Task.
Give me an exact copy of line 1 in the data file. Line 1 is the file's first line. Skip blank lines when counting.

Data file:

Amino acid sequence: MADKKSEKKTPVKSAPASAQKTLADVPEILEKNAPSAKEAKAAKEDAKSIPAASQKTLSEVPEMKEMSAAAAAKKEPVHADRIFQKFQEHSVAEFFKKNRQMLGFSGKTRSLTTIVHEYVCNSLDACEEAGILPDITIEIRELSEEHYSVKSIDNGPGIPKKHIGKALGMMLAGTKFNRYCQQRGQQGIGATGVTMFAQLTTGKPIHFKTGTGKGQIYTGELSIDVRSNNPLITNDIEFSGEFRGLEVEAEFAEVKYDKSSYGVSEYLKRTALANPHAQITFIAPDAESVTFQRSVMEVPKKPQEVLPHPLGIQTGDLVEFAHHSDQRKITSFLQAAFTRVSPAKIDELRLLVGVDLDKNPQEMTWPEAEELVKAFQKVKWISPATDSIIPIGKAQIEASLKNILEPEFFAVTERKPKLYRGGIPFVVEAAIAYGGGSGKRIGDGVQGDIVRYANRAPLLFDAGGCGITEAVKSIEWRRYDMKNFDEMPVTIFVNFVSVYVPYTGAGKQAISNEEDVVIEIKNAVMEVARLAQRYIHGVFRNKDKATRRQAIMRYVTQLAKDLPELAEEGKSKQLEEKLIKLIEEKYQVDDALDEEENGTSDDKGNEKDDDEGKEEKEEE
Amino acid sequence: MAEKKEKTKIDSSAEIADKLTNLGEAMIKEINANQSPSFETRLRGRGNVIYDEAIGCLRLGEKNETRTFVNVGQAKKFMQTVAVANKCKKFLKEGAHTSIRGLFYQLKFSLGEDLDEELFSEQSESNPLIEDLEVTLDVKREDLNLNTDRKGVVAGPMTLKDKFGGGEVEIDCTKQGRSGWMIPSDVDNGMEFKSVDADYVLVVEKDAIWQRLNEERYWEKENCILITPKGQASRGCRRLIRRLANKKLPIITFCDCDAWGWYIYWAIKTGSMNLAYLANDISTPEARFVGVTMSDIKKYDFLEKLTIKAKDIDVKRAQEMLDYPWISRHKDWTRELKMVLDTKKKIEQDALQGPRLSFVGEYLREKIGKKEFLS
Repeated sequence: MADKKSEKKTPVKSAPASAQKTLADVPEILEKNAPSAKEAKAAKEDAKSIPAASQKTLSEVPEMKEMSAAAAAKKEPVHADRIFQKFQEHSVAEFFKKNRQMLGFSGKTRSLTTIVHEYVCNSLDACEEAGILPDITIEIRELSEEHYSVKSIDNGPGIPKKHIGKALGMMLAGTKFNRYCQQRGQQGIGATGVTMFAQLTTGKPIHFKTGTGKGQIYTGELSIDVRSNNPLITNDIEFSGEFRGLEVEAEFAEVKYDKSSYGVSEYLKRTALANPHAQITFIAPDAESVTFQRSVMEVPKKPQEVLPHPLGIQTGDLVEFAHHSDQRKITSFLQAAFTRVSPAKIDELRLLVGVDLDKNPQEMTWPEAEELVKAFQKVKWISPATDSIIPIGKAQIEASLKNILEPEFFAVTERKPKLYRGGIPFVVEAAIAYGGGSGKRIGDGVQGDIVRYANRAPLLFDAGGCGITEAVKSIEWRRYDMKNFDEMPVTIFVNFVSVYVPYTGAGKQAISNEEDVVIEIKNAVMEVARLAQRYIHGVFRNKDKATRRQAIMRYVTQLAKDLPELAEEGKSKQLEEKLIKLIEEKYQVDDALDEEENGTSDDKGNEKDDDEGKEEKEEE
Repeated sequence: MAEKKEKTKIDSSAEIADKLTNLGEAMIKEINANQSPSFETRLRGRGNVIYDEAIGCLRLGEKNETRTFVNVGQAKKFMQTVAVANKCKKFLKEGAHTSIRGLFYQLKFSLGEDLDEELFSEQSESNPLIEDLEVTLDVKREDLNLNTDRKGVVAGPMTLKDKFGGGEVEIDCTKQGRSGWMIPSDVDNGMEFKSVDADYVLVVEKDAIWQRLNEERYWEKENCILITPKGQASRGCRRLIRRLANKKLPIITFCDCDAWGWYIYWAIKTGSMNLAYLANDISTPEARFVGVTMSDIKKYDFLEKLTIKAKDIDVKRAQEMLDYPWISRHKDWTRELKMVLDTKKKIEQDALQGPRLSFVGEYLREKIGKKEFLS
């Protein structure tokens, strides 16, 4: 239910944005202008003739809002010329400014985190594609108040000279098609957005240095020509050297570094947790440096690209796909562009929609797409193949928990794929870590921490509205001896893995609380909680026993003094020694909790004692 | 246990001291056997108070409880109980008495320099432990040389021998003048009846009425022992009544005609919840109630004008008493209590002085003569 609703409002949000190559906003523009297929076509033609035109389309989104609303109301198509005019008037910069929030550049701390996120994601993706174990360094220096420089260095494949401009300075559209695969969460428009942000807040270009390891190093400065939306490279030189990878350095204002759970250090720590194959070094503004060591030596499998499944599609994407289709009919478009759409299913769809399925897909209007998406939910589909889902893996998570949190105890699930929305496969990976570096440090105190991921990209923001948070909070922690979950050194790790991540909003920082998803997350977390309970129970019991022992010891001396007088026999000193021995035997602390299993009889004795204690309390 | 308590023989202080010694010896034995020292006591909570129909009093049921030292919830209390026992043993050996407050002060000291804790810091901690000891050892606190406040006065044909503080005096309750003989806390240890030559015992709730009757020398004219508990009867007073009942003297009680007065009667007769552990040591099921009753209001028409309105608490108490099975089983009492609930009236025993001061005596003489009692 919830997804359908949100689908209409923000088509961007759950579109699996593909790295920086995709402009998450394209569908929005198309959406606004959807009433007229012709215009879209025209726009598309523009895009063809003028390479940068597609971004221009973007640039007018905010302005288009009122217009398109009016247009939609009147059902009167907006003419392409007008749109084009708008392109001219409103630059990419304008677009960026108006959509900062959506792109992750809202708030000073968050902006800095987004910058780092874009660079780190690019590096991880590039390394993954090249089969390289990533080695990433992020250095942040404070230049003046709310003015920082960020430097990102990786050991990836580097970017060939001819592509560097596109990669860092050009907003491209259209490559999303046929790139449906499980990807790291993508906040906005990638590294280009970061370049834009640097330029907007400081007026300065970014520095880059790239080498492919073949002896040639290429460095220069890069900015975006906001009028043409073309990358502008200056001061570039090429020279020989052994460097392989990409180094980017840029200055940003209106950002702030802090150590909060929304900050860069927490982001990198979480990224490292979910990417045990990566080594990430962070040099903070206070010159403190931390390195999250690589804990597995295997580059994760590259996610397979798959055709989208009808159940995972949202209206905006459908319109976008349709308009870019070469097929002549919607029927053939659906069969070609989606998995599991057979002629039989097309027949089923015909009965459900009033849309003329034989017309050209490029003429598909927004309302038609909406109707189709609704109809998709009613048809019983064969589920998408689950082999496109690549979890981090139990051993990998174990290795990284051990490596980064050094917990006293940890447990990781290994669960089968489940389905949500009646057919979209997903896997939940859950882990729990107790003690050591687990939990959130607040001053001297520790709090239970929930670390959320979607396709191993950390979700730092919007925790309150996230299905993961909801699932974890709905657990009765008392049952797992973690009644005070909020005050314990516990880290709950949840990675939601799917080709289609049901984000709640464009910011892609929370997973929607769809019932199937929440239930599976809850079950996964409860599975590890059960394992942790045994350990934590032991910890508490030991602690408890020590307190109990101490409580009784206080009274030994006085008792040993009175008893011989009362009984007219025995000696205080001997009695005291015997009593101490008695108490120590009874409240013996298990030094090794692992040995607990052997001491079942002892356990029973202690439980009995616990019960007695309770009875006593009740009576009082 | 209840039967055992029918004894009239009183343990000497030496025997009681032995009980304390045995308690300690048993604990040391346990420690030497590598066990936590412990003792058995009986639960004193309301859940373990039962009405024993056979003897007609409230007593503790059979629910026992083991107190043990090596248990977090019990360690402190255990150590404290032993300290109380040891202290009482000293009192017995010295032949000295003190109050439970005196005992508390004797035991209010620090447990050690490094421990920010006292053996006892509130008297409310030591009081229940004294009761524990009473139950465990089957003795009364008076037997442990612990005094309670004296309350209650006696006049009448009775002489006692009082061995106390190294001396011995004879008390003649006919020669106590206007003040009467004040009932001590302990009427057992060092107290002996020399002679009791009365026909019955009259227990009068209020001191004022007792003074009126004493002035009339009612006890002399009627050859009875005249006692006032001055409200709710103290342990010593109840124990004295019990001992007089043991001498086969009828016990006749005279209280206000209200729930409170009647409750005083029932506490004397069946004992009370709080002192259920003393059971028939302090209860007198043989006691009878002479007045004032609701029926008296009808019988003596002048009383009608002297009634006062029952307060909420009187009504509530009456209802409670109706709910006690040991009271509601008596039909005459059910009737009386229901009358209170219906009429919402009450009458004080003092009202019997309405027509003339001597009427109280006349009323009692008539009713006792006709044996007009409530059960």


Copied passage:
Amino acid sequence: MADKKSEKKTPVKSAPASAQKTLADVPEILEKNAPSAKEAKAAKEDAKSIPAASQKTLSEVPEMKEMSAAAAAKKEPVHADRIFQKFQEHSVAEFFKKNRQMLGFSGKTRSLTTIVHEYVCNSLDACEEAGILPDITIEIRELSEEHYSVKSIDNGPGIPKKHIGKALGMMLAGTKFNRYCQQRGQQGIGATGVTMFAQLTTGKPIHFKTGTGKGQIYTGELSIDVRSNNPLITNDIEFSGEFRGLEVEAEFAEVKYDKSSYGVSEYLKRTALANPHAQITFIAPDAESVTFQRSVMEVPKKPQEVLPHPLGIQTGDLVEFAHHSDQRKITSFLQAAFTRVSPAKIDELRLLVGVDLDKNPQEMTWPEAEELVKAFQKVKWISPATDSIIPIGKAQIEASLKNILEPEFFAVTERKPKLYRGGIPFVVEAAIAYGGGSGKRIGDGVQGDIVRYANRAPLLFDAGGCGITEAVKSIEWRRYDMKNFDEMPVTIFVNFVSVYVPYTGAGKQAISNEEDVVIEIKNAVMEVARLAQRYIHGVFRNKDKATRRQAIMRYVTQLAKDLPELAEEGKSKQLEEKLIKLIEEKYQVDDALDEEENGTSDDKGNEKDDDEGKEEKEEE